Mr. Birling is presented as arrogant and a social climber through the stage directions at the start of the play. He is described at the start, in the stage directions, as a “heavy-looking, rather portentous man in his middle fifties but rather provincial in his speeches. ” This implies that Birling is a man who was born in the countryside and that he is not from a very important background. This shows that because of Birling’s history, he’s a pompous man and he tries to show everybody how important he actually is; this is because of how his status used to be when he was growing up as a child.
Priestley also conveys Mr. Birling as a pitiful social climber through what he says and his mannerisms at the start of the play. Priestley shows that Birling is aware of the people who are his social superiors, which is why he shows off about the port to Gerald, “it is exactly the same port your father gets. ” He is proud that he is likely to be knighted, as this would move him even higher in the social circles. He claims that the party “is one of the happiest nights of my life. ” This is not only because Sheila will be happy, but also because a merger with Crofts Limited will be good for his business.
Through this Priestley presents Mr. Birling as selfish and very self-centered, showing that he only cares about himself and his business. Priestley does this to show that all capitalists were similar to Birling as they too only cared about their social status at the time. The use of dramatic irony in Mr. Birling’s speech presents him as foolish and Priestley is clearly mocking capitalist values. Priestley sets the play in 1912 because that year was before a lot of significant historical events took place. This makes it easy for Priestley to use dramatic irony to display Mr. Birling’s arrogance and foolishness.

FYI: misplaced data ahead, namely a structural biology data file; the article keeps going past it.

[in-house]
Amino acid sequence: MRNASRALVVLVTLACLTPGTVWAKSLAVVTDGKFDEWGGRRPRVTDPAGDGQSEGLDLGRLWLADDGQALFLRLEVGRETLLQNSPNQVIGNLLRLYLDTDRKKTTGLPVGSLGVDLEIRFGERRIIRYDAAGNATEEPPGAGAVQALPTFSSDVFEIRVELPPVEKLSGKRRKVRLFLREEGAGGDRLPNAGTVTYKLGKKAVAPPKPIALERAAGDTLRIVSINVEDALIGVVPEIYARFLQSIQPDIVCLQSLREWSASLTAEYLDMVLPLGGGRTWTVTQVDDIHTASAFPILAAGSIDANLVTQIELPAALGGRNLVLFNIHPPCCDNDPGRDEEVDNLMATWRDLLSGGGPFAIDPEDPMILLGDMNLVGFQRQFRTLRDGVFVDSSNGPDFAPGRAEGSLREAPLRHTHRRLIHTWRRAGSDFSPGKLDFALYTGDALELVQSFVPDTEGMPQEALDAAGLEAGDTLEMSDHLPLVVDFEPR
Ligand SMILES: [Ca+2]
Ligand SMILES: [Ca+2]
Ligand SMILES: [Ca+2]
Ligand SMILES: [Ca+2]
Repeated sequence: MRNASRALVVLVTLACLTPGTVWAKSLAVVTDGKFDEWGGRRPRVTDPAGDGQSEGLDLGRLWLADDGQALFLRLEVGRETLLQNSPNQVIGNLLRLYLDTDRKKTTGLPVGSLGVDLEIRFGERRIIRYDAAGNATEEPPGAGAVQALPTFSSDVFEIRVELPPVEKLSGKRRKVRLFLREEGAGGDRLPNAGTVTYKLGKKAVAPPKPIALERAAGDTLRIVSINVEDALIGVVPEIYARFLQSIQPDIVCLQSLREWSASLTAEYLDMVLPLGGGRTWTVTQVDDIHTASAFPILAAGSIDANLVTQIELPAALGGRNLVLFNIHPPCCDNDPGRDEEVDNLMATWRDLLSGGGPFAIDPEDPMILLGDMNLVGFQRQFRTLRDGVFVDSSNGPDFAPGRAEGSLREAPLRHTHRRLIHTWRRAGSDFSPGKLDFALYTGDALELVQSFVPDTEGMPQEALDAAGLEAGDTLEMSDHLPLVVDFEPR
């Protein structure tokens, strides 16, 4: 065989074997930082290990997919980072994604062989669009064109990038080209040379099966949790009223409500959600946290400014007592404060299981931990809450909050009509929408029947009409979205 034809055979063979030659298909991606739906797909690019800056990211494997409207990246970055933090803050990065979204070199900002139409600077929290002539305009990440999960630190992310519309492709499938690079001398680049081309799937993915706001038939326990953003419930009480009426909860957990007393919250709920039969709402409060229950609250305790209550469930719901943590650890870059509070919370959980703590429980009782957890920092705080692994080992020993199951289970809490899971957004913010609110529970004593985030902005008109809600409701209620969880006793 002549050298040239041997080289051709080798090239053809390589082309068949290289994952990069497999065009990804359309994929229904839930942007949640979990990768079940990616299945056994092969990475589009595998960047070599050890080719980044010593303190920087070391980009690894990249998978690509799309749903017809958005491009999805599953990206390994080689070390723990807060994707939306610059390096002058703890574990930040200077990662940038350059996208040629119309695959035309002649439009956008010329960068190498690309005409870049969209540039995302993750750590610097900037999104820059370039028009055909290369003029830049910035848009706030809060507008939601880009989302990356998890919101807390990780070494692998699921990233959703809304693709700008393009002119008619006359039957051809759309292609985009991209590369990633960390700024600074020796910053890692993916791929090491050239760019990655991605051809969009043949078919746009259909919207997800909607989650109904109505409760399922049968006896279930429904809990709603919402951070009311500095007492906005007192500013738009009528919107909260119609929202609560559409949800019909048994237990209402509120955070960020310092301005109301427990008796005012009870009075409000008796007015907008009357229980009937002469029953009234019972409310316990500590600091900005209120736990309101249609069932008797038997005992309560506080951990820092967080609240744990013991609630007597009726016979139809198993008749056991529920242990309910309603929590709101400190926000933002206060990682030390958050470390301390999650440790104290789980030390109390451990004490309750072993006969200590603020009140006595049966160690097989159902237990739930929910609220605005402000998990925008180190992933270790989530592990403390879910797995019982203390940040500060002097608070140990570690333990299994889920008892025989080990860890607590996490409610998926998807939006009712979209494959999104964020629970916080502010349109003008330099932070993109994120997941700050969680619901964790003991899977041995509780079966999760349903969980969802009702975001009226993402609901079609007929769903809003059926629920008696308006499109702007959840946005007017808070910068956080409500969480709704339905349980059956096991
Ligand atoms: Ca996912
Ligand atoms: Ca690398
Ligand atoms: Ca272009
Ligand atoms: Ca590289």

He confidently states that “nobody wants war” and that it will never happen, and he has great faith that the “unsinkable, absolutely unsinkable” ship Titanic will never sink. Priestley’s use of the repetition of the adjective “unsinkable” further accentuates Mr. Birling’s arrogance. Obviously all these things really did occur much to the amusement of the 1945 audience, who now know not to take Mr. Birling as an intelligent, thoughtful person. Overall Priestley uses the character of Mr. Burling as a representative of capitalism, showing that capitalists were foolish and arrogant, just like Mr. Birling.

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